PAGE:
Now, let's play a little game. I'm going to give you a portion of a scouting report and you'll tell me what player it describes.

An excellent defensive player. He's an aggressive rebounder and shot-blocker who can guard both the 4 and the 5. He also has a high basketball IQ (especially in his passing ability out of the post) and shows an array of skills on the offensive end of the floor. He can face the basket, take his man off the dribble and even has emerging post moves.

That's the description of someone that you'd definitely want to draft, right? That's part of a scouting report about Andre Drummond.

At his size, he can do just a little bit of everything. He dominates in the paint but also has the ability to step out and hit shots on the perimeter. His ball handling is very good. He's murder on the fast break. He's quick off the dribble and off the floor. He's not afraid to crash the glass and is an excellent shot blocker.

What about this one? That's Dwight Howard in 2004.

"He could be Kwame Brown," one GM said.

Who did the GM say that about? They said it about Andre Drummond, of course. But....

Is he the next Kevin Garnett as he claims? Or is he the second coming of Kwame Brown, as another scout warns in hushed tones?

Oh wait, they ALSO said that about Dwight Howard. (I think we're starting to see a theme.)

Last comparison, I promise:

The biggest complaint from scouts is a perceived lack of passion. "You hate to claim that a guy might be too nice for the NBA, but that's about the most that I can come up with," one scout told Insider. 'I'm not sure he really has the edge that the great ones like Garnett and [Amare] Stoudemire had." Every other scouting report is pretty similar. Comments like "he needs time to develop" or "he needs to be a little nastier" are about the only negative things you hear. When Insider saw him in a workout in mid June a few more things stood out. He wasn't in great shape. His shot was all over the place and he seemed to struggle to pick up some basic low post moves.

Those are all of the complaints about Andre Drummond, right? Ah, yet that paragraph is lifted directly from a scouting report of Dwight Howard before he was drafted.

The Bad: Drummond doesn't always act like he wants to be a dominant player on either end. He can disappear for long stretches. He can shy away from the rough-and-tumble physical play in the paint. In short, he's maddeningly inconsistent.

Here's what I'm getting at: yes, there are concerns about Andre Drummond. But at a certain point, the insanely unique abilities that he possesses outweighs those concerns. The same concerns surrounded Dwight Howard in 2004 and the Magic could have simply drafted Al Horford and Joakim Noah and gotten a solid big man that was productive in college. Instead, they swung for the fences.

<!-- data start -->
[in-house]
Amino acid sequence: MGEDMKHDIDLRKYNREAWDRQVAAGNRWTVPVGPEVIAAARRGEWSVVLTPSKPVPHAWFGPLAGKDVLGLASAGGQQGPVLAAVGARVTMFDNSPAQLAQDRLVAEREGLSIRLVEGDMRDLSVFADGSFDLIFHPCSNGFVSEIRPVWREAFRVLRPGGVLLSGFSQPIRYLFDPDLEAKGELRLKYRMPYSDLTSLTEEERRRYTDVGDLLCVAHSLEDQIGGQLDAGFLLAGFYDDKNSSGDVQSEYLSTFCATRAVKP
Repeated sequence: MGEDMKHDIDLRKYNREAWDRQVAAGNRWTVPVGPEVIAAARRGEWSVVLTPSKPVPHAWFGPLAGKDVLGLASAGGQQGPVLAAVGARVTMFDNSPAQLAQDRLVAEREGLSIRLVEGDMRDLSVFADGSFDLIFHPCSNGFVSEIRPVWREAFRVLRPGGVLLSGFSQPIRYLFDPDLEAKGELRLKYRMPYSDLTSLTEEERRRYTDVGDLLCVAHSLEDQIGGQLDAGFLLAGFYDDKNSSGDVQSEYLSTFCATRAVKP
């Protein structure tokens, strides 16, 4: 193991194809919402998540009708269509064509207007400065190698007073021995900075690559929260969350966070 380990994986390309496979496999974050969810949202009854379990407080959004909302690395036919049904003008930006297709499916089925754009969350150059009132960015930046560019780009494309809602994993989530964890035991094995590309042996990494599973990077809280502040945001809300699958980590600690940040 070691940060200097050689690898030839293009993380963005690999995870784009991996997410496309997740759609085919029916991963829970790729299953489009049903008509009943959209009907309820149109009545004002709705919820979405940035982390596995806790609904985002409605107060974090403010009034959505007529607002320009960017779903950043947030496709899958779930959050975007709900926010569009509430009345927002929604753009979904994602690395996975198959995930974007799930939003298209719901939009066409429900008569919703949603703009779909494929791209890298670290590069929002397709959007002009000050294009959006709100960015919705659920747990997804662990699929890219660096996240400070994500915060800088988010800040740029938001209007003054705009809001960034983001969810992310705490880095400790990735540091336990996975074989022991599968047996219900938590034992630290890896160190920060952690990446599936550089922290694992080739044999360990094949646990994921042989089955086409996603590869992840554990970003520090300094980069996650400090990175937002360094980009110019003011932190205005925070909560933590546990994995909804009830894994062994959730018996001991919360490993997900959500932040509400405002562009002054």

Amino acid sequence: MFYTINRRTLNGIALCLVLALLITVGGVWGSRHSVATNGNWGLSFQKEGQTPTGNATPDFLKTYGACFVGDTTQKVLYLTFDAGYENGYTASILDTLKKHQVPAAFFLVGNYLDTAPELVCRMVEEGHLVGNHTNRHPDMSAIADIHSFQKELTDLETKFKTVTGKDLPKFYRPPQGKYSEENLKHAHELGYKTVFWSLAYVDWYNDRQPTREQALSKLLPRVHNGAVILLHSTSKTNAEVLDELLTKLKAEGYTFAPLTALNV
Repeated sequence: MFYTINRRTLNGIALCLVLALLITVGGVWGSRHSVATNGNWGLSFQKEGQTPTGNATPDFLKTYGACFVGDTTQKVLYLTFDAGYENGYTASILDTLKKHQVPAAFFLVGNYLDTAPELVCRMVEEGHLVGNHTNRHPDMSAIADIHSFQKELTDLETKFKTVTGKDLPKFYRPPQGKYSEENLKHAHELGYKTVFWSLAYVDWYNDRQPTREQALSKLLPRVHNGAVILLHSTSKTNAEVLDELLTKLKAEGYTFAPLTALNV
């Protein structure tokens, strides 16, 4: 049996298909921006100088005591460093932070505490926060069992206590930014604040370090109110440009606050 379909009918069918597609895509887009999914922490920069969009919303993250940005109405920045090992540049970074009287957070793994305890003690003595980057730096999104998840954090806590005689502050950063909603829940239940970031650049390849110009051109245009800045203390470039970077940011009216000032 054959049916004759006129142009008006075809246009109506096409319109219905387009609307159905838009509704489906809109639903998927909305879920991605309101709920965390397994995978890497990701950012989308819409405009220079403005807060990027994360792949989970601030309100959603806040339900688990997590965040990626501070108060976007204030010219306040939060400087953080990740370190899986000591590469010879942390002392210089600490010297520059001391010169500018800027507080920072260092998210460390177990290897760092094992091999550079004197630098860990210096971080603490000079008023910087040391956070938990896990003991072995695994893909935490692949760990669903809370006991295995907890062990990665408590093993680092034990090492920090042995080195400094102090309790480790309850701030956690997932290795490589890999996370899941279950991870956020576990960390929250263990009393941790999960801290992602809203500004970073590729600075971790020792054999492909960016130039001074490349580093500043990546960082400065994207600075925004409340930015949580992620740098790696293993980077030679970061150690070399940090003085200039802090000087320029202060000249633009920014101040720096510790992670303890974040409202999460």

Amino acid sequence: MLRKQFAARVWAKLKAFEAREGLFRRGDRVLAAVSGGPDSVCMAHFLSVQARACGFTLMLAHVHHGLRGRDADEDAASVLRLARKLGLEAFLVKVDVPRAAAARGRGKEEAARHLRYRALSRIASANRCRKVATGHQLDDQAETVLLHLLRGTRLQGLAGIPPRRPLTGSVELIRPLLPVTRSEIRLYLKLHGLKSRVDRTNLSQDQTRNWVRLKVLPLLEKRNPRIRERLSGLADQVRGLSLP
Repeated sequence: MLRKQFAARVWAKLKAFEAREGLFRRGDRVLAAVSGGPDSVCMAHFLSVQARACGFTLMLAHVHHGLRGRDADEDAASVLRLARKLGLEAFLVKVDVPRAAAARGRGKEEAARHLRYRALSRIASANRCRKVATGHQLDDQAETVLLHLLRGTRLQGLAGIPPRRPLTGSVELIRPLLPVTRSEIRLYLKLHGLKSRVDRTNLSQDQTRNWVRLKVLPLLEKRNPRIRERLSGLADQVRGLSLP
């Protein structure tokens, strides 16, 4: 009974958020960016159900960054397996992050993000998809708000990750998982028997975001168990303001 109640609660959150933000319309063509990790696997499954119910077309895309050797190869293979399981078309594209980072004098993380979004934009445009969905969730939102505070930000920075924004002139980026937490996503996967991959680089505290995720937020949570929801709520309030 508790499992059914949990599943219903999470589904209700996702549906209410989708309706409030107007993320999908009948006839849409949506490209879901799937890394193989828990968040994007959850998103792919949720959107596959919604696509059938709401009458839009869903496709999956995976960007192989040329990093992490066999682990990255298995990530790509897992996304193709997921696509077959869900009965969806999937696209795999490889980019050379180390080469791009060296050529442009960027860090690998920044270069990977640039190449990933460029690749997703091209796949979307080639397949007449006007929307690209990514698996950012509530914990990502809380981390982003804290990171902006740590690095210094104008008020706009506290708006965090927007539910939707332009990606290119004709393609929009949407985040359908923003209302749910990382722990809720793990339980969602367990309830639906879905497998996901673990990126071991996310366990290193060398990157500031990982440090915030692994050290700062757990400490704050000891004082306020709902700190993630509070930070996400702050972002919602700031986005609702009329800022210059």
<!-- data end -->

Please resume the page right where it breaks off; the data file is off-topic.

In the NBA, sometimes you've got to take a chance in order to reap enormous rewards. The sense I'm getting is that most of the people commenting on this site would be satisfied taking Thomas Robinson and being assured a good power forward. I have doubts about his ability to play alongside Tristan Thompson, but there are a lot of people around the league that assure me the Cavaliers could make it work. With Drummond, you're potentially getting a dominant center. After Dwight Howard and Andrew Bynum, are there any centers that can be anchor of your offense AND defense? Drummond could be that guy. He might not be, but he could be.

The Cavaliers have an environment that could help him thrive. Put him with a competent point guard that can get him the ball in good position. Let Zydrunas Ilgauskas help develop his post skills and shooting form. Let him pick up that infectious hustle fromAnderson Varejao, a guy who gives nothing less than 100% on every single possession. Have a hard-nosed head coach in Byron Scott push him to stay in peak physical condition and expects complete effort.

In the end, I believe Drummond's floor is understated and his bust potential is much lower than more people tend to think. At worst, you have an athletic big man who can defend and block shots. You have a guy who can catch alley-oops, run the floor, and help Tristan shut down the paint. At best, you have a dominating force in on the low-block and one of the rarest commodities in the league. At a shallow position, you're looking at multiple all-star teams and a DPOY candidate. That might be a risk that I'm willing to take.

Here's the full video scouting report from